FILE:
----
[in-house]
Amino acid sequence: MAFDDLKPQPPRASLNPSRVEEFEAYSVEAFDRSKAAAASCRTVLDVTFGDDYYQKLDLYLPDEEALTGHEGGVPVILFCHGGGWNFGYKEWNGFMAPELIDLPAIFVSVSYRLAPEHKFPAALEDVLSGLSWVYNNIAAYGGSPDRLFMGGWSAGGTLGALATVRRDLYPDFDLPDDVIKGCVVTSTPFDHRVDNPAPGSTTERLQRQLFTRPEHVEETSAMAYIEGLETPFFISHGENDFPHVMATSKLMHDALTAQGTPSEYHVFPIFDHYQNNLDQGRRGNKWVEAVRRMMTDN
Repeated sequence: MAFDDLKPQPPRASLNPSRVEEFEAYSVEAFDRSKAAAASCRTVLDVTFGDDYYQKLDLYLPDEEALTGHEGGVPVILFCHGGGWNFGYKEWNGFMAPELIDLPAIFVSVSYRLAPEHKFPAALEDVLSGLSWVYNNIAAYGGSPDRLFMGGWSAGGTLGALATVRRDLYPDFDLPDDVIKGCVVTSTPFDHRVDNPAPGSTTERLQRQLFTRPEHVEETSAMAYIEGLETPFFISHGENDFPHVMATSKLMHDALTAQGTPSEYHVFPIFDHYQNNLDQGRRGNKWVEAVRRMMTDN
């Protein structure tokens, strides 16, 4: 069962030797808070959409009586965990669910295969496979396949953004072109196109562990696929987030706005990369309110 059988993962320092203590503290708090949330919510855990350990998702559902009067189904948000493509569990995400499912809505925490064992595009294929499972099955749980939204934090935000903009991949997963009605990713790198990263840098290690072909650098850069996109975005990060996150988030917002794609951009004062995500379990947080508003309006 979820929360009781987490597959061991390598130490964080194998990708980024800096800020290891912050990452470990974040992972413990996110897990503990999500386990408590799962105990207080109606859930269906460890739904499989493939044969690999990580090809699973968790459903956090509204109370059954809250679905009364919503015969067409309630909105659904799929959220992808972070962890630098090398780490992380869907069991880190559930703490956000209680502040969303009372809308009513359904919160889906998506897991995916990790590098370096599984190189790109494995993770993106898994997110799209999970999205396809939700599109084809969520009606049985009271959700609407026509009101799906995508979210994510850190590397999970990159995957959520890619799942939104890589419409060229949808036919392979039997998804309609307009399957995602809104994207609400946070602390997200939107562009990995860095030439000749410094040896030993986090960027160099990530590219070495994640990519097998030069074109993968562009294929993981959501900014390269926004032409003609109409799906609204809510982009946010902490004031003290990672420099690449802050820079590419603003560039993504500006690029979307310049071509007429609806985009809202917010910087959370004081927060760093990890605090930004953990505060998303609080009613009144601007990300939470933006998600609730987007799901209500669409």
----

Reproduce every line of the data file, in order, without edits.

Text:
[in-house]
Amino acid sequence: MAFDDLKPQPPRASLNPSRVEEFEAYSVEAFDRSKAAAASCRTVLDVTFGDDYYQKLDLYLPDEEALTGHEGGVPVILFCHGGGWNFGYKEWNGFMAPELIDLPAIFVSVSYRLAPEHKFPAALEDVLSGLSWVYNNIAAYGGSPDRLFMGGWSAGGTLGALATVRRDLYPDFDLPDDVIKGCVVTSTPFDHRVDNPAPGSTTERLQRQLFTRPEHVEETSAMAYIEGLETPFFISHGENDFPHVMATSKLMHDALTAQGTPSEYHVFPIFDHYQNNLDQGRRGNKWVEAVRRMMTDN
Repeated sequence: MAFDDLKPQPPRASLNPSRVEEFEAYSVEAFDRSKAAAASCRTVLDVTFGDDYYQKLDLYLPDEEALTGHEGGVPVILFCHGGGWNFGYKEWNGFMAPELIDLPAIFVSVSYRLAPEHKFPAALEDVLSGLSWVYNNIAAYGGSPDRLFMGGWSAGGTLGALATVRRDLYPDFDLPDDVIKGCVVTSTPFDHRVDNPAPGSTTERLQRQLFTRPEHVEETSAMAYIEGLETPFFISHGENDFPHVMATSKLMHDALTAQGTPSEYHVFPIFDHYQNNLDQGRRGNKWVEAVRRMMTDN
């Protein structure tokens, strides 16, 4: 069962030797808070959409009586965990669910295969496979396949953004072109196109562990696929987030706005990369309110 059988993962320092203590503290708090949330919510855990350990998702559902009067189904948000493509569990995400499912809505925490064992595009294929499972099955749980939204934090935000903009991949997963009605990713790198990263840098290690072909650098850069996109975005990060996150988030917002794609951009004062995500379990947080508003309006 979820929360009781987490597959061991390598130490964080194998990708980024800096800020290891912050990452470990974040992972413990996110897990503990999500386990408590799962105990207080109606859930269906460890739904499989493939044969690999990580090809699973968790459903956090509204109370059954809250679905009364919503015969067409309630909105659904799929959220992808972070962890630098090398780490992380869907069991880190559930703490956000209680502040969303009372809308009513359904919160889906998506897991995916990790590098370096599984190189790109494995993770993106898994997110799209999970999205396809939700599109084809969520009606049985009271959700609407026509009101799906995508979210994510850190590397999970990159995957959520890619799942939104890589419409060229949808036919392979039997998804309609307009399957995602809104994207609400946070602390997200939107562009990995860095030439000749410094040896030993986090960027160099990530590219070495994640990519097998030069074109993968562009294929993981959501900014390269926004032409003609109409799906609204809510982009946010902490004031003290990672420099690449802050820079590419603003560039993504500006690029979307310049071509007429609806985009809202917010910087959370004081927060760093990890605090930004953990505060998303609080009613009144601007990300939470933006998600609730987007799901209500669409």